Rheumatoid arthritis can be complicated. Many people who suffer from rheumatoid arthritis will tell you that it took some time before they were given a definitive diagnosis. Even if doctors suspect rheumatoid arthritis early on, there is no single test or piece of evidence that confirms the diagnosis. A blend of findings from a patient’s medical history, physical examination, laboratory tests, and imaging studies must all be considered, so a diagnosis and the selection of arthritis treatment in Jacksonville, FL, can be tricky. There are also several medical conditions with similar symptoms. Here are some conditions that can mimic rheumatoid arthritis.
Post-Viral Arthritis – Chronic and acute and viral infections can sometimes result in a polyarthritis that looks just like rheumatoid arthritis clinically.
Lupus – Systemic lupus erythematosus can be associated with joint difficulties that mimic rheumatoid arthritis, but lupus differs by rarely being an erosive disease.
Scleroderma – A comprehensive chemistry panel, a complete blood count, and serologic studies (antinuclear, anticentromere, and antitopoisomerase antibodies) are usually ordered when a patient is suspected of having scleroderma.
Osteoarthritis – The absence of symptoms and signs of systemic inflammation, onset in older adulthood, and a pattern of asymmetric joint involvement, are often enough to distinguish osteoarthritis from rheumatoid arthritis.
Gout – Acute gout usually is associated with asymmetric inflammation and arthritis, but gout attacks can become more frequent, last longer, and may not resolve, leading to chronic gouty arthropathy. It can be distinguished from rheumatoid arthritis by the absence of joint space narrowing and the absence of periarticular osteopenia.
People who suffer from migraines are well aware that they are beyond just a mere headache. A migraine is typically accompanied by throbbing or pulsing pain and may include nausea and vomiting, as well as sensitivity to light and noise. The disabling nature of the pain could cause the sufferer to be confined to a darkened room for hours or even days.
Those are some of the basic facts about migraines, but there are also many myths out there that you should be aware of when you seek out migraine treatment. We at First Coast Pain would like to dispel some of those myths for our patients in the Jacksonville, FL, area and beyond.
Common Migraine Myths
All Headaches Can Be Described As Migraines – There are a number of different types of headaches, and migraines are distinct due to their severity, duration, and accompanying symptoms.
Sufferers Are to Blame for Their Migraines – While factors such as anxiety, depression, and stress may trigger a migraine, the main culprit when it comes to migraine attacks is genetics.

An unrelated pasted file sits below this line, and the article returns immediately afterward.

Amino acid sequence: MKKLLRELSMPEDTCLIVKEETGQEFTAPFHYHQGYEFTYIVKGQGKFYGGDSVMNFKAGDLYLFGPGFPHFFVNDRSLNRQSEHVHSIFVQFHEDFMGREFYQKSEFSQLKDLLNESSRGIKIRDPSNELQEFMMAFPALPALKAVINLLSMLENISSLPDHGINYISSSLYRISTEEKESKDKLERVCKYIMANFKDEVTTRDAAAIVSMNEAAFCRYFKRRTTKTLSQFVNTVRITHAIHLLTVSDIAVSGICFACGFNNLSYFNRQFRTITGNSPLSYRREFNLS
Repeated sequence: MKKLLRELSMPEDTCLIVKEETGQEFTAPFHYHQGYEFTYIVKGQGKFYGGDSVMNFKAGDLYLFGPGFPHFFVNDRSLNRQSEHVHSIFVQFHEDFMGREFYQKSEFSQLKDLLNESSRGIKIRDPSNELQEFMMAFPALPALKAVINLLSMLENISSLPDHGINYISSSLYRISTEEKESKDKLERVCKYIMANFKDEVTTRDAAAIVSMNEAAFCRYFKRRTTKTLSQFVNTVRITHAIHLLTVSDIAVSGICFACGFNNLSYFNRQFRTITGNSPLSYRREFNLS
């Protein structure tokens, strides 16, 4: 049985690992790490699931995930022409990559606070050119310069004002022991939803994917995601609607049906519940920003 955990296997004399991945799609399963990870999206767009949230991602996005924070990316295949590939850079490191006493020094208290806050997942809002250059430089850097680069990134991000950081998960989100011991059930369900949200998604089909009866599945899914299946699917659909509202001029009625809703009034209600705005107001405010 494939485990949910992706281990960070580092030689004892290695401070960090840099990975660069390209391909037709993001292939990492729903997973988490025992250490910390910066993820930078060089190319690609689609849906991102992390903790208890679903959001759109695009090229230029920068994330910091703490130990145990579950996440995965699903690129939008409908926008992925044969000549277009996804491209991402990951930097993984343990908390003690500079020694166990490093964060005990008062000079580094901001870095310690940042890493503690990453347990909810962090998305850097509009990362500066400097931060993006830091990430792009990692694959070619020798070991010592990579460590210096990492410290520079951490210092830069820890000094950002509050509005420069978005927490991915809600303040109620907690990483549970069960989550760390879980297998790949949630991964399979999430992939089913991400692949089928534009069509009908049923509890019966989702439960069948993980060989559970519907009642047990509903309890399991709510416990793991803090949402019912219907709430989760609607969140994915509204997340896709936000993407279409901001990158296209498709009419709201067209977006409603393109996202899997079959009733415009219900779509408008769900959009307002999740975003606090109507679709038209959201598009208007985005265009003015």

Caffeine Causes Migraines – Caffeine can actually be utilized as a form of migraine treatment when it is used on an as-needed basis (caffeine overuse is indeed known to cause headaches).
Anyone who has suffered compression fractures in their vertebrae should look into kyphoplasty, which is a special type of spine surgery performed by First Coast Pain in St. Augustine, FL. The procedure involves inserting a surgical balloon into a tube to inflate the collapsed area and then filling that area with bone cement, which keeps the vertebra in place. But what causes these compression fractures in the first place? And are you a possible candidate for kyphoplasty?
A spinal compression fracture results from the occurrence of small hairline fractures in your spine, which can cause the vertebra to collapse. This break in your vertebrae causes bone fragments to rub against each other, which can be extremely painful. These fractures typically occur in the middle of the back (thoracic region of the spine), but it’s possible that they could also occur in the lower back (lumbar region).
The individuals who are at the greatest risk of suffering from compression fractures are older adults with osteoporosis, as well as people with cancer that has spread to their bones. If you think you might be a candidate for kyphoplasty, reach out to First Coast Pain today. We will be happy to discuss treatment options with you.
A popular procedure for patients seeking neck and back pain treatment in Jacksonville, FL, is radiofrequency ablation (RFA). While this procedure is quick and minimally invasive, there are some after-effects associated with this form of treatment. For example, the area that was treated may become sensitive immediately after an RFA, and you could experience a slight burning pain or numbness in that area as well. Below, we’ll discuss some tips for recovery following RFA treatment.
In order to reduce swelling and numb the pain in the area of the injection, it is advisable to use an ice pack. You should ice down the affected area for no more than 20 minutes at a time. You’ll also want to wait at least two hours before icing it again; otherwise, you may injure your skin. Please note that you typically should not use a heat pack in the area of the injection following RFA.
Another tip is to avoid baths for two days after an RFA procedure and take warm showers instead. Also, you’ll want to rest for a few days before you return to your normal daily routine. It’s okay to do some of your regular activities, but be sure to take it easy if you start to experience any pain.
For further advice on recovery from this neck and back pain treatment, reach out to First Coast Pain. We’re happy to provide recovery tips that help you get back to normal as soon as possible.